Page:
Yanmar VIO20 excavator

By: Randolph Covich, Photography by: Randolph Covich

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For smaller jobs that require precise operating, the Yanmar VIO20 excavator proves its worth.

Yanmar VIO20 excavator
The Yanmar VIO20 excavator recevies a disproportionate amount of attention from customers visiting the Western Aggregates & Soil yard in West Auckland.
  • Zero tail swing
  • Economical to run
  • Three cylinder engine pumps out 19hp
  • Easy access for daily engine checks
  • Able to handle big bucket

While visiting Western Aggregates & Soil Ltd in West Auckland, I spotted and little two-tonne Yanmar VIO20 excavator. Site manager Richard Hayes said that the machine belonged to a customer and is stored there in exchange for use now and again. He added that he was quite amazed by how popular it was, with people always wanting to know if it is for hire or sale. I gave the machine a run around the yard.

The operator's area

Standing at around six foot, I managed to fit fairly comfortably into the seat. Maybe I have been spoilt sitting in roomier cabs on bigger machines, but I wouldn't want to spend more than a couple of days at a time at the controls of this baby. However, I am sure that it is something that one would get used to.

Needless to say, in the smaller space available, everything is right at your fingertips.

Located on the right-hand side of the seat is the small instrument panel, with fuel gauge, hour clock (currently showing 3780 hours) and the standard warning lights.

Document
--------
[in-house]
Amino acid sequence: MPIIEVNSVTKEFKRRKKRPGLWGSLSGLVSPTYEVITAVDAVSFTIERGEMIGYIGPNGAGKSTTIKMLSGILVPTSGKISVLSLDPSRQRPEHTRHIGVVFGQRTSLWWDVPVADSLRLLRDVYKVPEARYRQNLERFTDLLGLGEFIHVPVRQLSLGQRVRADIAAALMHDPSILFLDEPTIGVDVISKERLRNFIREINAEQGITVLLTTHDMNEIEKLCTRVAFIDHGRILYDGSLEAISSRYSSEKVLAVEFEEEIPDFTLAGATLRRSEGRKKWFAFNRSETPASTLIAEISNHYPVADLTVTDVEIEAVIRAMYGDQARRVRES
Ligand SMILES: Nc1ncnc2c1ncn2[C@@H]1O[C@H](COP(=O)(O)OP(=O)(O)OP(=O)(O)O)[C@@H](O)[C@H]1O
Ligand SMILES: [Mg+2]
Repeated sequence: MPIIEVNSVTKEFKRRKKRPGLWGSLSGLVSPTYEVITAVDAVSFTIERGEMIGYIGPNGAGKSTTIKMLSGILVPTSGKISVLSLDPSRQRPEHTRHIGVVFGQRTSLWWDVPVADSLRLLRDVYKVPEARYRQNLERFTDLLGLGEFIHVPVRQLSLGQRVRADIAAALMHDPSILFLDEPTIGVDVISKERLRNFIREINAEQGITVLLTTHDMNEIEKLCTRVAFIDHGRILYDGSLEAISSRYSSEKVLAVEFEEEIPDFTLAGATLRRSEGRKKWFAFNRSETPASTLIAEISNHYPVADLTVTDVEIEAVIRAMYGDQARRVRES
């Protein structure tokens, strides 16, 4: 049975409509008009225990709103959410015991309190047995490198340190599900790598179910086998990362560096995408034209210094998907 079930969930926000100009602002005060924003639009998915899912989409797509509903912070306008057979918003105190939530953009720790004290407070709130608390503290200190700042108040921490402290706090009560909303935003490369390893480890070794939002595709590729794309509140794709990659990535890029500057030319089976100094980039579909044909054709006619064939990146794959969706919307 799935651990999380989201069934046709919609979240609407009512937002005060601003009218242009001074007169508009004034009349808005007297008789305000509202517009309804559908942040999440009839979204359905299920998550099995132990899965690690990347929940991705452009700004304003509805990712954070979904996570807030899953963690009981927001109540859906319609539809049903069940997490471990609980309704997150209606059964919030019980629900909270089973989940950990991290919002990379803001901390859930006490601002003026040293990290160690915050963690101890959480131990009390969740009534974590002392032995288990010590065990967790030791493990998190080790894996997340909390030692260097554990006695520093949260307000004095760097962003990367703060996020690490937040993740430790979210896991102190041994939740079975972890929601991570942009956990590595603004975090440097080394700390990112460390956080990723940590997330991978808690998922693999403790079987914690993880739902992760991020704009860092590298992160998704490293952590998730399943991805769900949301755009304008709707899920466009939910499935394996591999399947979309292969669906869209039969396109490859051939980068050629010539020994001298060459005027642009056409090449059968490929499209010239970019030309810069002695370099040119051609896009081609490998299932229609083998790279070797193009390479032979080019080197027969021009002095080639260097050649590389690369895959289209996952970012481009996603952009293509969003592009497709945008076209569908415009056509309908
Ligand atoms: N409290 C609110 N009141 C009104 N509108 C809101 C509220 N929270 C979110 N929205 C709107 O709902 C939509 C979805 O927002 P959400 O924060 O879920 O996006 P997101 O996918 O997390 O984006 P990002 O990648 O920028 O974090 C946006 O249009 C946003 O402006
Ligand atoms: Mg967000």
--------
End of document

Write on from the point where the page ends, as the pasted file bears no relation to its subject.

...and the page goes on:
On this dash one model, the control levers sit in-between my knees. Yanmar provides wrist rests for more precise bucket control on later models. Also situated in this general area are the throttle and blade controls.

On the floor adjacent to each of my feet are flip-up covers. One conceals a pedal that swivels the boom and under the other one is spare space, being presumably for attachments when fitted.

Flipping up the covers with a size 10 Kiwi-owned boot takes some practice. These things could have easily been better designed, with a simple little lip to hook the toe of a boot onto.

The two-speed travel control is via a small foot pedal.

A rain canopy finishes off the machine, and while I'm sure I would get quite wet if it started to rain, it does go some way to keeping most of the elements at bay.

Engine and power

This little beast is powered by a three-cylinder engine that puts out 19hp. The output is more than enough to make this little excavator fly through its movements, and it would be a true pro operator to run one of these things at full noise.
Access to the engine bay is via a little lockable panel above the rear counterweight and this allows fairly easy reach to all the daily check requirements.

Performance and handling

I practiced using the Yanmar on a small stockpile of spoil at the front of the yard, transferring it to a waiting front end loader. Even with a big bucket on, the machine performed very well. Even though I didn't time it, would have thought that I was filling the 2.5m loader bucket in around four to five minutes - much quicker than I expected.

I then trundled across and began cleaning up spillage from around the crushing plant. This is where I would have appreciated the arm rests, as it can get a bit tricky working under and in-between the conveyors. Precise operating certainly comes into its own in situations like this.

The zero tail swing made it nice and easy to get in close to the crushing plant.

Hayes says the Yanmar is economical to run, burning up to 15 litres of diesel on a day's hard running.

Repairs and maintenance

These appear to be quite good value to maintain, with the rubber tracks being replaced recently at a cost of $1500 a pair, along with new bearings on all the lower track rollers. The dipper arm ram seals were also recently replaced for about $400.

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